New wave of Magecart attacks targeting Amazon S3 buckets

New wave of Magecart attacks targeting Amazon S3 buckets

Hackers stealing data from Amazon data stores is nothing new — around 24 million loan records were exposed at the beginning of this year due to a misconfigured S3 bucket leaving customers data at risk. But recent movements within the world of Magecart attacks have taken another serious turn as the focus has shifted to leveraging these misconfigurations to aid in the stealing of credit card numbers and other personal data.

Magecart and other skimming attacks have far reaching consequences from data theft and fraud to massive fines as a result of GDPR violations. While Magecart attacks focus on injecting malicious JavaScript into a website, either directly into the website code, or through a third-party script, this new approach of attacking Amazon data buckets could dramatically escalate both the frequency and target audience of attacks.

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Spray and pray attacks

As noticed by RiskIQ, the organization who initially published the research around these attacks, the latest attacks seem to differ from regular Magecart attacks with a mass mentality. Typically, Magecart attacks are focused, with the various hacker groups taking time to perform research into the most effective ways of exploiting a website and it’s customer base. Even in the cases where third-party scripts were used as malicious sources, code was crafted in a way that targeted a select group of websites.

In the latest group of attacks, the hackers responsible seem intent on affecting as many websites as possible, as quickly as possible, as opposed to maximizing the effect of the malware. This strategy often ends in quick exposure and remediation, but given the potential breadth of the attack, the current results may suggest the payout is worth it — it’s estimated that over 17 thousand websites have been compromised, with many having a prominent presence.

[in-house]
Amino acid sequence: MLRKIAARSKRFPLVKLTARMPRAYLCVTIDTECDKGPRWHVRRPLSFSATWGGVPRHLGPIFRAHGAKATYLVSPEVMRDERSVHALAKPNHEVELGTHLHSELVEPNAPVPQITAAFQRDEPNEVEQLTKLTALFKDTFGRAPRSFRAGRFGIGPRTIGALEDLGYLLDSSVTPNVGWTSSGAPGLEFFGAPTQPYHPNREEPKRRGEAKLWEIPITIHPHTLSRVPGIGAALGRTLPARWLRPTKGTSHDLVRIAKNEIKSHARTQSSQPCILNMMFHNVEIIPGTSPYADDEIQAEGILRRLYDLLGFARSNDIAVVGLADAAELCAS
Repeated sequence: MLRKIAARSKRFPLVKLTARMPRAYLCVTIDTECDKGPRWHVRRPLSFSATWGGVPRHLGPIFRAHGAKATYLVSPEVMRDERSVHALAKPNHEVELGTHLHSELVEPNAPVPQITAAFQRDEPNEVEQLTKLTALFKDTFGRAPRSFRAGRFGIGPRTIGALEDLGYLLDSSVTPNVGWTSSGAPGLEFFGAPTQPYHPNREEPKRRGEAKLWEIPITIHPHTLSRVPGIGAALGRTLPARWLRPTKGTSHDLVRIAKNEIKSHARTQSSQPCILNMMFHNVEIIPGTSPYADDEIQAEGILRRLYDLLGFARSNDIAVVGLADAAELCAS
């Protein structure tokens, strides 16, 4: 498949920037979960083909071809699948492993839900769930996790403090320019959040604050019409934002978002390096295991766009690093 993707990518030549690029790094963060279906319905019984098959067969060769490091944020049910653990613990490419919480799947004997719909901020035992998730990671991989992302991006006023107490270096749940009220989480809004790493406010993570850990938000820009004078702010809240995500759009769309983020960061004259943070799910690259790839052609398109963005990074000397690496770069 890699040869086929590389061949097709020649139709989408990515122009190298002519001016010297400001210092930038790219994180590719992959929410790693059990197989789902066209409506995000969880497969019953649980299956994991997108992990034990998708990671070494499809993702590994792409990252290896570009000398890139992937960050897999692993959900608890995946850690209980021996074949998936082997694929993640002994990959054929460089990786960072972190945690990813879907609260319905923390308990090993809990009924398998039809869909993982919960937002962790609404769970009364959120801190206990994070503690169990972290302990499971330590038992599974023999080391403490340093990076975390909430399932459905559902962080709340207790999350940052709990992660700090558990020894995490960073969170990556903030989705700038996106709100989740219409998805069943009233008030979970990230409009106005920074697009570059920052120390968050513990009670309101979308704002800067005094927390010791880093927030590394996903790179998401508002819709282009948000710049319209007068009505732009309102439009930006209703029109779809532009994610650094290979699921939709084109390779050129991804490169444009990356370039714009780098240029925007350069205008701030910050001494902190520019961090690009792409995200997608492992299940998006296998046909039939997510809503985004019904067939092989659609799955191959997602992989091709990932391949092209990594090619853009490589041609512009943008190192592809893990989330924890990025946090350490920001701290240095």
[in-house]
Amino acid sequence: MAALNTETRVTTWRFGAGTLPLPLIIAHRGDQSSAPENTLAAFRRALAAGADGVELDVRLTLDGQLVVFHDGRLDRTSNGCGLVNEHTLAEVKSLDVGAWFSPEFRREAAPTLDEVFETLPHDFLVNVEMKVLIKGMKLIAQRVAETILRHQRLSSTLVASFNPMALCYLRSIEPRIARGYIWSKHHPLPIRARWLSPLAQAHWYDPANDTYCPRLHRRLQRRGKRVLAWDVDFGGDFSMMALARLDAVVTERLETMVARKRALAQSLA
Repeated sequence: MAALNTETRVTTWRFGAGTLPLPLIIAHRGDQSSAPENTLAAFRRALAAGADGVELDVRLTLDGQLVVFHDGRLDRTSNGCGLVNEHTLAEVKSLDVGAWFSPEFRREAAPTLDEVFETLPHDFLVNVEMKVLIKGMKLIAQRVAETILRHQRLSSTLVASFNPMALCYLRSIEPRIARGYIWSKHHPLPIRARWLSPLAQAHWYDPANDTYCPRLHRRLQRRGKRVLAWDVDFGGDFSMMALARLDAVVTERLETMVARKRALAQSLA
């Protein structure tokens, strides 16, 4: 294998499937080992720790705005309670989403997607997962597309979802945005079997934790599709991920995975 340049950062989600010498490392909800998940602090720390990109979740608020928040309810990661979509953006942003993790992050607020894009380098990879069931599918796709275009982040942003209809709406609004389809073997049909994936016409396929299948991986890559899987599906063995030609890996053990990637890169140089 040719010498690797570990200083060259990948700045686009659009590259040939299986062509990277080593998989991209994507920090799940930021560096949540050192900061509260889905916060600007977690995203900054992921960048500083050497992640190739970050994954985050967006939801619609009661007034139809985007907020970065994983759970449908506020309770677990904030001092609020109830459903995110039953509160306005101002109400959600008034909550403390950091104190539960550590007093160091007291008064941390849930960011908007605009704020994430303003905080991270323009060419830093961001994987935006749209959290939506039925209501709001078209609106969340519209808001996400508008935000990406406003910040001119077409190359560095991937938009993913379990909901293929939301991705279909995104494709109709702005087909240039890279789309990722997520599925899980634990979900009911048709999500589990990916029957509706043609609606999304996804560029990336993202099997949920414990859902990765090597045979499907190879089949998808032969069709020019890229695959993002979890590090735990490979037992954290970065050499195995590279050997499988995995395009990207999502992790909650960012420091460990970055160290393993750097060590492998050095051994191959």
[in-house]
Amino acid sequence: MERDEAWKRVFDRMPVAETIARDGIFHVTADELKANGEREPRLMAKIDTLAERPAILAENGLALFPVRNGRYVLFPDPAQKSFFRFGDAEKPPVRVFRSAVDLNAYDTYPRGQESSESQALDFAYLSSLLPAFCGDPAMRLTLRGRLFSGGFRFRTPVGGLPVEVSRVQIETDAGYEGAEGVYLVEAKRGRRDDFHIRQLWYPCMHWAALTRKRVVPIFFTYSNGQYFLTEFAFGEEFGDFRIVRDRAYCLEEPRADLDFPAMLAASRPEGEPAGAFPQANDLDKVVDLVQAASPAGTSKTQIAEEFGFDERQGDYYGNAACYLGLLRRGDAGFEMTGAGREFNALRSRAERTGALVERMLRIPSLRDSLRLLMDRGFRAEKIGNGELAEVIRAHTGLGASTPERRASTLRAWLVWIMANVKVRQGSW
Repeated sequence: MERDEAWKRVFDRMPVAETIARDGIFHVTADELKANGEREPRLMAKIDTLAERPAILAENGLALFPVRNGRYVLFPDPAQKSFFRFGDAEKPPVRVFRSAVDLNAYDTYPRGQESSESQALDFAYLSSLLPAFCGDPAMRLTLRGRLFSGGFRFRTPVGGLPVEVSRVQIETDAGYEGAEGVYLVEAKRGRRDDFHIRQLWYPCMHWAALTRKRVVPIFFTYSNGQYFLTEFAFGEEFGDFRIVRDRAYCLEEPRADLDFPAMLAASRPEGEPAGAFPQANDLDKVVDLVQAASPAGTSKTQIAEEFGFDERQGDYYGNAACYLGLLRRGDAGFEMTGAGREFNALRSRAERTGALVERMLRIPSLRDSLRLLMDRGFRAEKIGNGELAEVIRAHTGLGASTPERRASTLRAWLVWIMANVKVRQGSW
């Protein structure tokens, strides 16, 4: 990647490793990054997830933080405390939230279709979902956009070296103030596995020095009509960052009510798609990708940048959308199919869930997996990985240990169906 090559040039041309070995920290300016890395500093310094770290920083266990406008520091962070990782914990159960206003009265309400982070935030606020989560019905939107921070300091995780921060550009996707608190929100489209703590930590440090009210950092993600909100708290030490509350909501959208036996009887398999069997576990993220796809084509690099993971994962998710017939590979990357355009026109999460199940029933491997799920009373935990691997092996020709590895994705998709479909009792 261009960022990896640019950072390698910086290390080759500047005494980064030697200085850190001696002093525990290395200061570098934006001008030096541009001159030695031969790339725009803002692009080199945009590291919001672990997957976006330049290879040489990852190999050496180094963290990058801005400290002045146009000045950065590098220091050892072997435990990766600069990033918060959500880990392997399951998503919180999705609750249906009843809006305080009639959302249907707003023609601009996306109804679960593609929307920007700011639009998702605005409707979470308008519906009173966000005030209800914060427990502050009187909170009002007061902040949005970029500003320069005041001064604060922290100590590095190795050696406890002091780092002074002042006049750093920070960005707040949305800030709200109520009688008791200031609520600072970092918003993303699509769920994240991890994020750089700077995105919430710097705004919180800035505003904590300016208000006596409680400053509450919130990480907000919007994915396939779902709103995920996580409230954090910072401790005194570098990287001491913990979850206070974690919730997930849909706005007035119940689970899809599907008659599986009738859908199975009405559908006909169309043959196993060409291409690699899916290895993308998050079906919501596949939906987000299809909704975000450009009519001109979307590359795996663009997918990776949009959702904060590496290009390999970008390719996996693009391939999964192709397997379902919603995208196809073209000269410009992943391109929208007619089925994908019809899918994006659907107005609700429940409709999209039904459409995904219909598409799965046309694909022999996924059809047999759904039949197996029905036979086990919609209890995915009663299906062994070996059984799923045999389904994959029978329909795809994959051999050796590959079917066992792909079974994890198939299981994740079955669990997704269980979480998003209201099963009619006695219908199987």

One possible reason for this shotgun-style approach could be that unlike many third-party vendors, Amazon will no doubt move quickly to alert customers to potential exposure, or even adapt their services to include enhanced security. It may be that hackers judge the attack window to be small and as a result, they have attempted to gain as much traction as quickly as possible.

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For want of a nail

There is a famous proverb For Want of a Nail which describes a situation when something small is missed, that something massive can be lost. Organizations can learn from this message — not just to protect themselves against Magecart and similar skimming attacks, but to bolster their wider security stance in general.

These new attacks highlight that regardless of how much effort goes into writing good code, a simple misconfiguration can leave an organization exposed to security incidents. This very point is why every good security practitioner will highlight why cybersecurity should take a layered approach, with each layer playing its own role of checks and balances.

For example, with Magecart attacks, the key is the browser — this is where the malware does its thing. Magecart attacks utilize JavaScript to skim, or scape, data from pages as the visitor is entering it. When a visitor enters their name and social security number into a loan application page, for example, a Magecart attack would exfiltrate this data at the same time and send it on to the attackers for illicit use.

Organizations should not only look to prevent breaches in their infrastructure, such as adequately protecting their Amazon S3 buckets, but also protecting their application at the browser, where the HTML and JavaScript code is rendered. This way, even in the event of a breach in the datacenter, the malicious JavaScript would have no real impact on the application itself and in turn, the consumer.

How Instart protects against Magecart

Instart Web Skimming Protection allows organizations to implement protection around their sensitive user-data form fields and cookies. Instart's web skimming protection technology works by implementing a filter at the code level which can prevent third-party JavaScript from reading data unless it comes from white-listed locations.

Website owners are able to implement policies, in essence limiting document access so as to help avoid the impact of Magecart attacks such a remote script provider become compromised. Policies can specify that only first-party scripts created specifically by the website developers can access fields containing personal information, whereas any third-party content is restricted.

Learn more about how Instart security services can help you prevent Magecart attacksRequest a demo